Jimmy Edgar Interview
Better Propaganda's Jonah Sharp talks to Jimmy Edgar.
betterPropaganda: At betterPropaganda, we always like to start our interviews by asking the artists to define themselves, instead of us doing so. How do you explain your work as Jimmy Edgar to people?
Jimmy Edgar: My work is merely a reflection of my personality. I tend to be extremely selective in anything I do, whether it's music, design, fashion, or whatever. In this respect, creating new moods and feelings... uniqueness is a vital part in the process. A lot of times, it can be combinations of all the things I love, whether its real, fictitious or unique to that. All I want is to be exposed, while making unique emotions for the experience. I find it fascinating that people attach a particular emotion, or even a cinematic thought, to art or music.
bP: How would you compare your new EP "Bounce, Make Model" to last year's "Access Rhythm" EP?
JE: "Access Rhythm" was entirely written in a different point in my life. It's actually music I fully produced when I was 18. It really set the scenario for me at that time, because at that time I wasn't signed to Warp. Though, I was dealing with record labels, I was still just making music for myself, just to listen to... I always had the music I make playing in my mind before. Again, I find it fascinating how people actually received some of the feelings I had while listening and making it; driving through Detroit, an inner city/urban feel.
"Bounce, Make, Model" is a lot more sexual. It does have an really dark overtone to it, in a subtle way. Personally, I think it breathes soul inside it, feeling. Being inspired by a particular city had a lot to do with it, growing up in Detroit. It's just another direction that I was going into in this part of my life. Musically, it's a lot more personal and satisfying; as well as very exciting.
bP: You're only twenty years old and releasing music on one of the most prestigious electronic labels in the world, Warp. What is that like?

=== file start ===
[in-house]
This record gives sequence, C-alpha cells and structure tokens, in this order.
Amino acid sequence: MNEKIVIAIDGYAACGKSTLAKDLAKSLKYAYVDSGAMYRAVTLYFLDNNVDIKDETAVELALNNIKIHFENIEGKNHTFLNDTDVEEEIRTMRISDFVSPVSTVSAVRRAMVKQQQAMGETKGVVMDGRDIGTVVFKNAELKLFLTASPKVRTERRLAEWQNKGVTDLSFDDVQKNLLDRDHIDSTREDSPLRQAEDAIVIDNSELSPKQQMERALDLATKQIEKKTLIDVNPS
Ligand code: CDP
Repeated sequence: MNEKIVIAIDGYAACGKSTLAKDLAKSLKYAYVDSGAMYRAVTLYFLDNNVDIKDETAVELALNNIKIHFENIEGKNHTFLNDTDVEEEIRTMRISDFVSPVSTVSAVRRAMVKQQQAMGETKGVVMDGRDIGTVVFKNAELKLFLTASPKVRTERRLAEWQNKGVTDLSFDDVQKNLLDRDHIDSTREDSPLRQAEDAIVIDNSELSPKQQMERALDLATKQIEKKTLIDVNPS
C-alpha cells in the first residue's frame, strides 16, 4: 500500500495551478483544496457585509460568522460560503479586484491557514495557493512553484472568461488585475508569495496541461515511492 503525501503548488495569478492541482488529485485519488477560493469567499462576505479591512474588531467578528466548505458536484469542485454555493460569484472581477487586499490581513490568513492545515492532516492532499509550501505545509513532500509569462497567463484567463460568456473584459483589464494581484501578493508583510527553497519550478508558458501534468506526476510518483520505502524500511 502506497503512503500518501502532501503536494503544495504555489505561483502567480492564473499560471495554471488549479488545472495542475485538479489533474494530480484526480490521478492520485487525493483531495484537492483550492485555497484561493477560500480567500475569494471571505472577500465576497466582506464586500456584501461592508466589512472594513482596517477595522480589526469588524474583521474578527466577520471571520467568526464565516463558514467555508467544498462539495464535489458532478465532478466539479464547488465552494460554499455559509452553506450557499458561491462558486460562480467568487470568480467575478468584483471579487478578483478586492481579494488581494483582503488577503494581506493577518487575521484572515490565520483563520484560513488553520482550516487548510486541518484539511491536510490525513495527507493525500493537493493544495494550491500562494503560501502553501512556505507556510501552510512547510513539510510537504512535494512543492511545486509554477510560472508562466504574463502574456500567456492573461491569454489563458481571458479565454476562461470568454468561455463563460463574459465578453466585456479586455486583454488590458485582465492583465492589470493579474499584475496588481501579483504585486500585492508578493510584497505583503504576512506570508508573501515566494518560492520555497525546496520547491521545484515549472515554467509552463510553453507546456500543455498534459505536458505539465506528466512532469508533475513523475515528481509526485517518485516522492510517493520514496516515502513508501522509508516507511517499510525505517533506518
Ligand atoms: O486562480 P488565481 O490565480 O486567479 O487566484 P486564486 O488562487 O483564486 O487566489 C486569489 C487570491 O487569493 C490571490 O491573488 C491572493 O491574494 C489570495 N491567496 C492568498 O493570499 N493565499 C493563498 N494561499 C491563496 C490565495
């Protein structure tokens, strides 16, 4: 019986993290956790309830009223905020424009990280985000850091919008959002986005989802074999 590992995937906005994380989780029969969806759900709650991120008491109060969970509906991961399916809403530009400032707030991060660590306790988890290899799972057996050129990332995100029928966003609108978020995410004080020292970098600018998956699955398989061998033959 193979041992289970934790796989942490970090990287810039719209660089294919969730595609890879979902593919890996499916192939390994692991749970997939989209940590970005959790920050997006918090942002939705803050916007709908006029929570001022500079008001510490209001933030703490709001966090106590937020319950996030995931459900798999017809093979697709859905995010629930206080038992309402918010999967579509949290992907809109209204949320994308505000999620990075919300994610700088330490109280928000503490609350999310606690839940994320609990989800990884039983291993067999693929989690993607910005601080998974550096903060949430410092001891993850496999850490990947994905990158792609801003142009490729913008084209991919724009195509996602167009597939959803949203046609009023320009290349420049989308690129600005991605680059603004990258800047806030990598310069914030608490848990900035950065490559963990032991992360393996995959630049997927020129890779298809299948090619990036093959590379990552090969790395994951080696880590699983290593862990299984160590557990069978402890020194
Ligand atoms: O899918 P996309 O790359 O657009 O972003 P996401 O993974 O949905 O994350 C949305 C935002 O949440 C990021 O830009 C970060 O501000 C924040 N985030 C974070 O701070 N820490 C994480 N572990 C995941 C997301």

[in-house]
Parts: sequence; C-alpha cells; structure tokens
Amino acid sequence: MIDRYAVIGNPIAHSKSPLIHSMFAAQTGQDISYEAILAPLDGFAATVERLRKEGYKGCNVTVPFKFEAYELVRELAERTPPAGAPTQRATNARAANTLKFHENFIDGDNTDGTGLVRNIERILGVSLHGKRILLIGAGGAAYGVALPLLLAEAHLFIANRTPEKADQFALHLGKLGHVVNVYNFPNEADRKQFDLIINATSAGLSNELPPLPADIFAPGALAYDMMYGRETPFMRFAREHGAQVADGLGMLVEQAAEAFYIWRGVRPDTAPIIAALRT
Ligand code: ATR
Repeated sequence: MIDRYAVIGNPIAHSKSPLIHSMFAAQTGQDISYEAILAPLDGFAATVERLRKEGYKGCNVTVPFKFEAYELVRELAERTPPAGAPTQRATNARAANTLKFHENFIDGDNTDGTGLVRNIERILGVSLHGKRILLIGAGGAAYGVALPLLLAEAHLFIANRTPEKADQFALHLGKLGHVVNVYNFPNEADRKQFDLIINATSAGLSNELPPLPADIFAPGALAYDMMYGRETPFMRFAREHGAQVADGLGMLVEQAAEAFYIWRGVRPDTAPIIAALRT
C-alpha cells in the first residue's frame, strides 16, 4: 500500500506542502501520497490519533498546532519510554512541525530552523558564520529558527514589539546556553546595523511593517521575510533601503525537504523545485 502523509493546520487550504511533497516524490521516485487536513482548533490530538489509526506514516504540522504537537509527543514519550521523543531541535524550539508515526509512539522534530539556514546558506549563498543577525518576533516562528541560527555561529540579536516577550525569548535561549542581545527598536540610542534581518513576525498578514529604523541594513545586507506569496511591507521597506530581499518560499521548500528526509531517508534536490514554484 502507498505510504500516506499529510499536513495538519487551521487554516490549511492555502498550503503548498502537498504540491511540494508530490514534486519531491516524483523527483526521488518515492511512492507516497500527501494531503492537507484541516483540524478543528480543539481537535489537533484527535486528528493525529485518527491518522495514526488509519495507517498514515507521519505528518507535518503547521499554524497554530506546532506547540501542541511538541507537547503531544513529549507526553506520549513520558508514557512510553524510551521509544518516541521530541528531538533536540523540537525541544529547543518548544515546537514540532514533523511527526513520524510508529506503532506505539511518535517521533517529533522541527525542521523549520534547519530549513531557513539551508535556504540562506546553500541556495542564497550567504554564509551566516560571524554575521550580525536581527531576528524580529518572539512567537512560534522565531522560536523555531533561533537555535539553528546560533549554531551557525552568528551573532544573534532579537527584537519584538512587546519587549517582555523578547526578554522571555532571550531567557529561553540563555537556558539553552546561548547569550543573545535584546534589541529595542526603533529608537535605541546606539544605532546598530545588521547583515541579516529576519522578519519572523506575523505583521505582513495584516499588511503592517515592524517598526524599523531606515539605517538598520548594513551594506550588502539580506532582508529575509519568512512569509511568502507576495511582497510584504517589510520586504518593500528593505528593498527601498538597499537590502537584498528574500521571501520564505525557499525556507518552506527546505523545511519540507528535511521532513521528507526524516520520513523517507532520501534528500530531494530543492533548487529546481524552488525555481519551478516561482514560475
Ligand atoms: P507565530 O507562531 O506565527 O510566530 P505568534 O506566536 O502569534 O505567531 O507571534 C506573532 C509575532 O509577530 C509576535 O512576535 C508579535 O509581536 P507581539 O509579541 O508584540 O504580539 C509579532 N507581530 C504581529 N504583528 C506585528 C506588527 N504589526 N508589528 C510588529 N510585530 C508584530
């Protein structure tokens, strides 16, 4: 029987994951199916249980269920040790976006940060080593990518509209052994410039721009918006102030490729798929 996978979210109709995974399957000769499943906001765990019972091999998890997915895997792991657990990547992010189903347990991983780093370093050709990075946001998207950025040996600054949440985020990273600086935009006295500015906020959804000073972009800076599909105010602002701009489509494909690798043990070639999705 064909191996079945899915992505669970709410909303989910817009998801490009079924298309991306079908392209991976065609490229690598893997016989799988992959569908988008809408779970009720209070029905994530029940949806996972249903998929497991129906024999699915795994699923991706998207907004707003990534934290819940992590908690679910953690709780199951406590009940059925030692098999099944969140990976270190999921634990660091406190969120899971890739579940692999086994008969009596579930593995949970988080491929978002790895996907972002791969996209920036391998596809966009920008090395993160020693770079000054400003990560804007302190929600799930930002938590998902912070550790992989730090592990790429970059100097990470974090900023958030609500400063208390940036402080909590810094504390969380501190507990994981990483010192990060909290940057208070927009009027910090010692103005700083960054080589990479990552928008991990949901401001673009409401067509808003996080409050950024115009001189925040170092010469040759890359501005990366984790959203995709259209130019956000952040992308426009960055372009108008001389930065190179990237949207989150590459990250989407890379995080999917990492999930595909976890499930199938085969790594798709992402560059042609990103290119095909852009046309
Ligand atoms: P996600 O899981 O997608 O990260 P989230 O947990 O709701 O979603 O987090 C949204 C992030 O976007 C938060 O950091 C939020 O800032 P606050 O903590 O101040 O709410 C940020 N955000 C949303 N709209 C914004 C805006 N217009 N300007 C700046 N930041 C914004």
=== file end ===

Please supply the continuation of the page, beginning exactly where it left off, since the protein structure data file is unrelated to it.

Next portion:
JE: I'm just thrilled that Warp is into my music. With that, a label who I have liked and respected over the past years, and we have a great relationship. I can definitely be myself, both musically and through any other artform... something a lot of artists strive for. I am kind of having my cake and eating it too.
bP: Do you feel any kinship with any other younger emerging artists, people like Dizzee Rascal for example,
JE: Not really... I don't feel any kinship with any other artists. I wouldn't mind if I did, I enjoy collaborating. I actually haven't heard too much of Dizzee Rascal. Though, we work with the same publishing company apparently.
bP: The music you're producing has stylistic roots and influences going back to when you were in elementary school. When did you first become aware of house and techno music, and how did you get drawn to producing it?
JE: I was lucky to have been exposed to a lot of eclectic music when I was younger, not really by any person. I used to live by a record store in those years, and I would be up there everyday listening to random records. In Detroit, it was kinda hard to not hear house, electro and techno... even on the radio. Before I really got into electronic music, I was listening to jazz, funk, and punk sorta rock stuff... mostly because I love the drums, playing since I was 6. I probably discovered electronic through funk music. I stole my first pair of turntables when I was pretty young; so I started DJing really early on, buying lots of records. I found myself interested in the synthetic end of funk music, leading me to what was going on in Detroit... and then later, electronic music around the world. Thats when I found Kraftwerk and whatnot.